Is former secretary of state and Nobel Peace Prize winner Kissinger a war criminal? Hitchens, a journalist (the Nation, Vanity Fair) and author (Hostage to History: Cyprus from the Ottomans to Kissinger), believes that Kissinger committed crimes around the world, from Cambodia to Bangladesh to Chile. With the recent detention of Chile's August Pinochet and the international interest in prosecuting Serbia's Slobodan Milosevic, Hitchens theorizes that the era of "sovereign immunity" for state crimes has ended. He would limit Kissinger's prosecution to "offenses that might or should form the basis of a legal prosecution: for war crimes, for crimes against humanity and for offenses against common or customary or international law." Hitchens relies on congressional hearing testimony, transcripts of the infamous Nixon tapes, and the memoirs and papers of Nixon, Ford, and Reagan administration officials to support his case against Kissinger. Although there is limited attribution of the quoted and referenced documentation, the substance of the material makes an intriguing case. Recommended for political science and international relations collections. Jill Ortner, SUNY at Buffalo Libs.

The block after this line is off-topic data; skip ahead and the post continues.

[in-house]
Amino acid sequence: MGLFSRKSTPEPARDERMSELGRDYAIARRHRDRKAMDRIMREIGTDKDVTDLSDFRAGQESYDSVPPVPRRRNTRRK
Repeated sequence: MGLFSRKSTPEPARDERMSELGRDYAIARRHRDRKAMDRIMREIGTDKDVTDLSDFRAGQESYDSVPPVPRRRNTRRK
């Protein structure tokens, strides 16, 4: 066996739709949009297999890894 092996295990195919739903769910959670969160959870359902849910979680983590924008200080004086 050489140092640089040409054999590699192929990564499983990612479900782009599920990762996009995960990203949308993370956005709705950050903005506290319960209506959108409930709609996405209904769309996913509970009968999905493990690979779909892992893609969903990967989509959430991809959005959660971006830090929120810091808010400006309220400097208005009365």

Copyright 2001 Reed Business Information, Inc.
A thorough compilation of previously established facts as much as an indictment. -- James McQuillen, The Oregonian, 15 April 2001
Hitchen's stylish summation may be precisely what's required to bring resolution to a chapter in American foreign policy. -- Publishers Weekly, 7 May 2001
What emerges is an indictment not only of a criminal, but of a coward too. -- Greg Goldin, LA Weekly, 27 April 2001
[A] new, devastating portrayal of Kissinger...[Hitchens's] essay is powerful, ugly, and important. -- Dan Kennedy, Boston Phoenix, 9 March 2001
[T]hat Kissinger might be arrested might be far-fetched, but it has drawn blood....Hitchens has clearly hit a nerve. -- Nancy Mitchell, The Raleigh News and Observer, 6 May 2001